So the next morning was the Camel’s Hump hike. I took a trail called the Monroe Trail which connected with the Long Trail (this is actually a part of the AT) that hits the summit of Camel’s Hump. I started around 6 or 7, early enough to be ahead of most people on the way up. It was very serene, very quiet, and the weather was pretty perfect! At some point I decided to take a side trail to find an old plane crash, but unbeknownst to me I went the wrong way and the section of trail I was on…not one human was spotted. I actually slipped pretty good down a small rocky opening, no problems, but be careful! Had I been hurt, who knows how long I would have been there! Eventually my side trail got me to the Long Trail and I was able to make my way to the summit. It ended up being about a 10 mile trip! The top was disappointing due to weather. The tops of these mountains are anything if unpredictable with weather. The last 1/8 of a mile or so on the ascent, the temperature plummeted, the wind picked up, and the fog was pervasive. Usually there are spectacular views across the state from up there. I could see about 25 feet. Oh well, win some, lose some! It was still an awesome experience for me. Afterward I came back into town STARVING. I found a delicious menu (but expensive) at the Farmhouse Tap and Grill. Note: You will not find any chain merchant in Burlington. I think I saw a Dunkin Donuts, and that is it. Everything else was a local place, which is super cool!
Other things I discovered in Vermont included the answer to my Magic Hat question, the world’s tallest filing cabinet and a neat park called Red Rock point. Let’s start with that filing cabinet. So, randomly, seemingly in the middle of an open grass lot in the town sits a very tall filing cabinet -well, set of filing cabinets attached to each other. There is thick graffiti on it up to a certain point. There also happened to be a brewery adjacent, Switchback Brewing Co. Sitting down for a beer I noticed normalish sounding beer names but then “Connector IPA.” I chatted up the bartender about this beer’s name. He informed me that right next to the brewery was to be an end point of a highway to alleviate Burlington traffic (it might smallish but yes, there were traffic problems). And due to red tape of some sort or another it never got done. Ah. That filing cabinet? Yep. Every 4 years that passes without a road they add another 4 drawer filing cabinet on top. It’s about the most damned Vermont thing I can possibly think of. I also asked him about that Magic Hat situation and learned that they sold out to a bigger regional brewery, so essentially Magic Hat was/is dead to them! Ah, Vermont. (I did make it to Magic Hat, by the way and I still liked the beers :))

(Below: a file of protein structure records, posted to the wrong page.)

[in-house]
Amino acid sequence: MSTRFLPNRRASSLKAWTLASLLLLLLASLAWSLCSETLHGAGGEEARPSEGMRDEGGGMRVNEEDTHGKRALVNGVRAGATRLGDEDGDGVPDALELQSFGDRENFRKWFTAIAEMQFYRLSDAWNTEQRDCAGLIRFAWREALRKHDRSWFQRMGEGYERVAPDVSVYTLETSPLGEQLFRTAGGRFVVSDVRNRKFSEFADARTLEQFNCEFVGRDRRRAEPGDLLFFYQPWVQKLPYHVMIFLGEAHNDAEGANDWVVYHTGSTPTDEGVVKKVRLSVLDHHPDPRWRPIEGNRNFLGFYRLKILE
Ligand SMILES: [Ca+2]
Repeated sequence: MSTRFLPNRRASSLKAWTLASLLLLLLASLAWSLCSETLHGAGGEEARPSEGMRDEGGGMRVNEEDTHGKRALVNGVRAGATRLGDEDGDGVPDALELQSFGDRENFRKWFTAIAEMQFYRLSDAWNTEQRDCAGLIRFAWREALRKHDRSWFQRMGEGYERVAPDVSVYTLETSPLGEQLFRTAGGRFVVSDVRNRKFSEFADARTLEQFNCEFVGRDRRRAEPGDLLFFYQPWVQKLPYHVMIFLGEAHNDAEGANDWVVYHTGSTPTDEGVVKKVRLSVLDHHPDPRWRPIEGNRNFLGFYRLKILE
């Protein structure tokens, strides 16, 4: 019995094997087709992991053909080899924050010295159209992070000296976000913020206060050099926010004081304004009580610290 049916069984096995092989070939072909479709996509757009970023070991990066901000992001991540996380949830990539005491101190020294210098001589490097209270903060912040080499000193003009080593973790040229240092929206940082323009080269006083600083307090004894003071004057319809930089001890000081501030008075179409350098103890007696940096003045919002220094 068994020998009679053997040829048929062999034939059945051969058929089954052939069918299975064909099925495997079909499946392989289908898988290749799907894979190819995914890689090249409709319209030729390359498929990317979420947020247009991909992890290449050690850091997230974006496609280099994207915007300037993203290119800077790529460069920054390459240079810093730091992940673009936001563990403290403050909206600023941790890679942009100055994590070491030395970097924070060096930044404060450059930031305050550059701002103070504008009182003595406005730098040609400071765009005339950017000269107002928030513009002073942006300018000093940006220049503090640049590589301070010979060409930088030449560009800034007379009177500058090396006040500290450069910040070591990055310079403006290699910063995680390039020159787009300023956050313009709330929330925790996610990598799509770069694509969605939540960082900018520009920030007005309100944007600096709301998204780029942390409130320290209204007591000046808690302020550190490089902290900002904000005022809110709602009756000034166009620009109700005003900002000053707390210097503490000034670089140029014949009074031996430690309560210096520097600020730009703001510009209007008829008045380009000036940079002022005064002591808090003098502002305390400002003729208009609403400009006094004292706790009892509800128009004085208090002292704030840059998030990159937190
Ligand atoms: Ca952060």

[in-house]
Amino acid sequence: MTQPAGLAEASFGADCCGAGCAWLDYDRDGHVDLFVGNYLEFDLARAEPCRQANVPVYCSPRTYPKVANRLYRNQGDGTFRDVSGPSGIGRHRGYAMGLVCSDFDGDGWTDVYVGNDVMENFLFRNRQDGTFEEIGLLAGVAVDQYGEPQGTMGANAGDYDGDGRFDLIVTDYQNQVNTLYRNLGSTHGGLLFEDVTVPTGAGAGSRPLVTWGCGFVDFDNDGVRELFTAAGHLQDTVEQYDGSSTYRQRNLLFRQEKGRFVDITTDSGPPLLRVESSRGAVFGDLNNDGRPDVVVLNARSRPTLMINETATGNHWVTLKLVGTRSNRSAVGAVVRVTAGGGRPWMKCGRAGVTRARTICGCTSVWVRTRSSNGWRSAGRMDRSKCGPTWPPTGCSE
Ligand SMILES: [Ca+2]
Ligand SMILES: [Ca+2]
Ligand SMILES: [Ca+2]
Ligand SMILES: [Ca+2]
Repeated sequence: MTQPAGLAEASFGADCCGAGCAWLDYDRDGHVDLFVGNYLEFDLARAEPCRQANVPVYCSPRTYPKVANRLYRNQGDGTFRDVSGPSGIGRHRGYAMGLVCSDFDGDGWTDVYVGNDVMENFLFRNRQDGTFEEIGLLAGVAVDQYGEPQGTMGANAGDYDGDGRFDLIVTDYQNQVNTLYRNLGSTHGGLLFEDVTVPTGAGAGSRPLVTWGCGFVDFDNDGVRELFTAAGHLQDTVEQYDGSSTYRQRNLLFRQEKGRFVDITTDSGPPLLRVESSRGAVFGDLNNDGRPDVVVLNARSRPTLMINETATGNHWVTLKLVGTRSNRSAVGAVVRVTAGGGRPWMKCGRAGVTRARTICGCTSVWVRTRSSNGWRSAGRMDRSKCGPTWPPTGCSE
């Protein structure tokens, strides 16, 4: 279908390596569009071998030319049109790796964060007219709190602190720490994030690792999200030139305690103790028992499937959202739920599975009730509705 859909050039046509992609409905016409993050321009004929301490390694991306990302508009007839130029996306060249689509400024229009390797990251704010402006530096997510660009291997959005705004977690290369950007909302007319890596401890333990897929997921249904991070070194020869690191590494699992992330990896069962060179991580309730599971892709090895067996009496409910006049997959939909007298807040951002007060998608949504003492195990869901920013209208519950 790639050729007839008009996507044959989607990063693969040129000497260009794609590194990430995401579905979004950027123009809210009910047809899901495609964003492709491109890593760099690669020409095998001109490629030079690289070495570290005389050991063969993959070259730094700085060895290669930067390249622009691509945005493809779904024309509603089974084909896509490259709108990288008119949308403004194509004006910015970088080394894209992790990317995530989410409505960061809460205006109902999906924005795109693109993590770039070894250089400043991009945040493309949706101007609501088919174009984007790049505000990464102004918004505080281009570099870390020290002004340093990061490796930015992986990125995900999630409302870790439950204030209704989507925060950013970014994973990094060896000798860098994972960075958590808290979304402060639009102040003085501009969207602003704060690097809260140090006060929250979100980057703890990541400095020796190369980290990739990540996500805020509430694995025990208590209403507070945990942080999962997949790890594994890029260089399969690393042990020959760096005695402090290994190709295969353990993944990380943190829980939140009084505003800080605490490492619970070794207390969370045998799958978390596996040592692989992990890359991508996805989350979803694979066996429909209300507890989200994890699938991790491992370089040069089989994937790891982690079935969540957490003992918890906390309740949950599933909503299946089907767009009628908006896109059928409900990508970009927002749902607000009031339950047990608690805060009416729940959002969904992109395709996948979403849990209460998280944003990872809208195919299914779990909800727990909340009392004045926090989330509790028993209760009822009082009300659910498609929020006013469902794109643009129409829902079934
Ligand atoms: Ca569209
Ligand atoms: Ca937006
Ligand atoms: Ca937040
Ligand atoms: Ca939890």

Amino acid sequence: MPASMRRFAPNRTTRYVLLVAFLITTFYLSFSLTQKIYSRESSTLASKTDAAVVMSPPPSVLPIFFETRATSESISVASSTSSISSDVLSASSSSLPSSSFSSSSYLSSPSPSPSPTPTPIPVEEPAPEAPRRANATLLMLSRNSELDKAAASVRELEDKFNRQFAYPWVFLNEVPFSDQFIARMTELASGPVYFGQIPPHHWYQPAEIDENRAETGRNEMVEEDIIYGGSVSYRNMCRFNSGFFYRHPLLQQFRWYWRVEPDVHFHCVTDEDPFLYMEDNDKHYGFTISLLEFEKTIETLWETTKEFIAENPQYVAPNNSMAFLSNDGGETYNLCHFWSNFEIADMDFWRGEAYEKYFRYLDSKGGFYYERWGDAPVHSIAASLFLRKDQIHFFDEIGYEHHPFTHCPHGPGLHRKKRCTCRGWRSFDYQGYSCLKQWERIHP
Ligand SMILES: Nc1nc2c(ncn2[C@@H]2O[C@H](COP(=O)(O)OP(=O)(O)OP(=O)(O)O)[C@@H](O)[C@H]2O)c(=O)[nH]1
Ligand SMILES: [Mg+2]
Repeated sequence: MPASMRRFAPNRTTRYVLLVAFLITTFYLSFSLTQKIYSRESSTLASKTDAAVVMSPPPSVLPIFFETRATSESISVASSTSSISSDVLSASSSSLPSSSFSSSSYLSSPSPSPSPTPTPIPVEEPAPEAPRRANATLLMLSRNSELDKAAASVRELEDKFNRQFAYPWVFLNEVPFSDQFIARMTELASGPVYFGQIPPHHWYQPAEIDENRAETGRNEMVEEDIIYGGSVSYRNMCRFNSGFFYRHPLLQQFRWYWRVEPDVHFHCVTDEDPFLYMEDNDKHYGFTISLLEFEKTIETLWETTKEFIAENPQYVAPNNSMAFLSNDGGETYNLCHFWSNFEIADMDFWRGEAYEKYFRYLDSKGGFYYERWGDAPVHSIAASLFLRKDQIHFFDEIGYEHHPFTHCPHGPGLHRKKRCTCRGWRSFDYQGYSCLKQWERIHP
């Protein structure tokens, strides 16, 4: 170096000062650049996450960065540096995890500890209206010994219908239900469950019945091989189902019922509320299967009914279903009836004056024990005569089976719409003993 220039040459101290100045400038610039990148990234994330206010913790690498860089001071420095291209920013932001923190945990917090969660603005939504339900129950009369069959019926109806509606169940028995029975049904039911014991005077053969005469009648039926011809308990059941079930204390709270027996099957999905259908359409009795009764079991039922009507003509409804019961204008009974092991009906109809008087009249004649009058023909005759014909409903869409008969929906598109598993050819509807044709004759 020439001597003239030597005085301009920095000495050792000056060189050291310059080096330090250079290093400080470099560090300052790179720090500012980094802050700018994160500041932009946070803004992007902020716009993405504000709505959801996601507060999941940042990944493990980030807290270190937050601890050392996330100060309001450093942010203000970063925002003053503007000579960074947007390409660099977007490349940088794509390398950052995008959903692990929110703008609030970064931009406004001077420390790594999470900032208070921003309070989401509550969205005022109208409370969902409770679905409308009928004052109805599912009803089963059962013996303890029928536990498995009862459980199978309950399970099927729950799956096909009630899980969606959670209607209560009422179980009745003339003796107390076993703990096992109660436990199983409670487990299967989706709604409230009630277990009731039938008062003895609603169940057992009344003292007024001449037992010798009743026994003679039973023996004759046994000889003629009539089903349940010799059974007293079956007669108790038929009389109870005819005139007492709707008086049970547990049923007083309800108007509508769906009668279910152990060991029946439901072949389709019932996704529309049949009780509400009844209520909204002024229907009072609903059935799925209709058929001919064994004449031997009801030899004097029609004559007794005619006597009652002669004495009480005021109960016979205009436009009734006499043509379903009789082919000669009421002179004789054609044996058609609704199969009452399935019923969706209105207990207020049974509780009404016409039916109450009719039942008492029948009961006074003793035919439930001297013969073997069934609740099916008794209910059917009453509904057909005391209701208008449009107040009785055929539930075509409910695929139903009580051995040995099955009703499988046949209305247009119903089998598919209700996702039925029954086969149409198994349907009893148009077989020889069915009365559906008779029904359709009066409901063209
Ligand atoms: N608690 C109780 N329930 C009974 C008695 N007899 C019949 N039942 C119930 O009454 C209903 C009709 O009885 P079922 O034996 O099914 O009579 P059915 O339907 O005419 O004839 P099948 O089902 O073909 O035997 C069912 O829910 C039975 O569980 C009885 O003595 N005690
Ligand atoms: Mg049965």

Red Rock Point is a pretty cool spot. It is right on a point overlooking Lake Champlain with view out into the New York Mountains. There are a couple miles of hiking trails in the park, and is very easy, but nice, and the part along the lake is very nice. It is elevated maybe a good 50 feet off of the surface of the lake so don’t do anything stupid!
The next morning I was off toward the Adams, MA area and Mt. Greylock for my last hiking stop. On the way I got sidetracked and found some neat old fort ruins at a spot called Crown Point Historic Area right on the NY/VT border.
From there I decided to audible my day through the sticks in New York. And after having a near gas shortage experience in a huge area of no cell signal in the middle of nowhere NY I managed to make it North Adams, MA. My Airbnb was actually really close to Natural Bridge State Park. I had planned to hike Mt. Greylock the following morning, but there was road up to the summit and I was very sore after the Camel’s Hump hike, so that afternoon’s drive up was good enough. And then the following morning I hiked around and explored that state park. Neat spot, but nothing awe inspiring. Finally, my big loop took me back through my first couple stops, I found the Yankee Candle factory back near the interstate and I had an hour or so to kill exploring historic Deerfield, MA. Then, it was back to Florida and the last trip of 2018 was in the books!
Overall impressions: Pros: The whitewater rafting was very fun, if not super challenging. The hike at Camel’s Hump was great. Burlington is worth a second look for sure and I would definitely consider another Vermont/Burlington Trip Cons: There wasn’t really anything super amazing about any particular part of this trip. If I ever find myself up in this part of the world again, it would probably be just Burlingtown and maybe other parts of VT.
The Adventurer Final Word:
Four Stars! Rafting and hiking and a cool visit to Vermont!